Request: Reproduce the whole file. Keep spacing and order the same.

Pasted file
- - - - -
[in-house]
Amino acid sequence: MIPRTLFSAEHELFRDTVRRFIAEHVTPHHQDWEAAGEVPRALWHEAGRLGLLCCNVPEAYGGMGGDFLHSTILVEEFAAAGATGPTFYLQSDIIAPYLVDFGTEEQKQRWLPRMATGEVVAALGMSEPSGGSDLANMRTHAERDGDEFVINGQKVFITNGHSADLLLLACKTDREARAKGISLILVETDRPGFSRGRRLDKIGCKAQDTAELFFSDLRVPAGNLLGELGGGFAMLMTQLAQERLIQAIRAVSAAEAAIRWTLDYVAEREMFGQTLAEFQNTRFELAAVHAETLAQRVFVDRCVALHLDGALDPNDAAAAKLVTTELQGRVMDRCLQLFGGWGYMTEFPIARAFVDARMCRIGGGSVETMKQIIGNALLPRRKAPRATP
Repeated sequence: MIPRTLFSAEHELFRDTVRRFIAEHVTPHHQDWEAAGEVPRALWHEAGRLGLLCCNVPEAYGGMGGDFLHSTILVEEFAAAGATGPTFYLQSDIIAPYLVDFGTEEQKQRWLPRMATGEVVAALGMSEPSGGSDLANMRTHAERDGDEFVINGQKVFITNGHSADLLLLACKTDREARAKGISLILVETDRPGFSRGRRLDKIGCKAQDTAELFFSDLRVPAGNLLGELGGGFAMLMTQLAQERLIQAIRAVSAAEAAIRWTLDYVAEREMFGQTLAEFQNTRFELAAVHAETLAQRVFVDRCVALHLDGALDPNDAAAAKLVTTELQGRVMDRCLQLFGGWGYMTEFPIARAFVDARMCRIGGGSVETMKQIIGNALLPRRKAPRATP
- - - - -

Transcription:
[in-house]
Amino acid sequence: MIPRTLFSAEHELFRDTVRRFIAEHVTPHHQDWEAAGEVPRALWHEAGRLGLLCCNVPEAYGGMGGDFLHSTILVEEFAAAGATGPTFYLQSDIIAPYLVDFGTEEQKQRWLPRMATGEVVAALGMSEPSGGSDLANMRTHAERDGDEFVINGQKVFITNGHSADLLLLACKTDREARAKGISLILVETDRPGFSRGRRLDKIGCKAQDTAELFFSDLRVPAGNLLGELGGGFAMLMTQLAQERLIQAIRAVSAAEAAIRWTLDYVAEREMFGQTLAEFQNTRFELAAVHAETLAQRVFVDRCVALHLDGALDPNDAAAAKLVTTELQGRVMDRCLQLFGGWGYMTEFPIARAFVDARMCRIGGGSVETMKQIIGNALLPRRKAPRATP
Repeated sequence: MIPRTLFSAEHELFRDTVRRFIAEHVTPHHQDWEAAGEVPRALWHEAGRLGLLCCNVPEAYGGMGGDFLHSTILVEEFAAAGATGPTFYLQSDIIAPYLVDFGTEEQKQRWLPRMATGEVVAALGMSEPSGGSDLANMRTHAERDGDEFVINGQKVFITNGHSADLLLLACKTDREARAKGISLILVETDRPGFSRGRRLDKIGCKAQDTAELFFSDLRVPAGNLLGELGGGFAMLMTQLAQERLIQAIRAVSAAEAAIRWTLDYVAEREMFGQTLAEFQNTRFELAAVHAETLAQRVFVDRCVALHLDGALDPNDAAAAKLVTTELQGRVMDRCLQLFGGWGYMTEFPIARAFVDARMCRIGGGSVETMKQIIGNALLPRRKAPRATP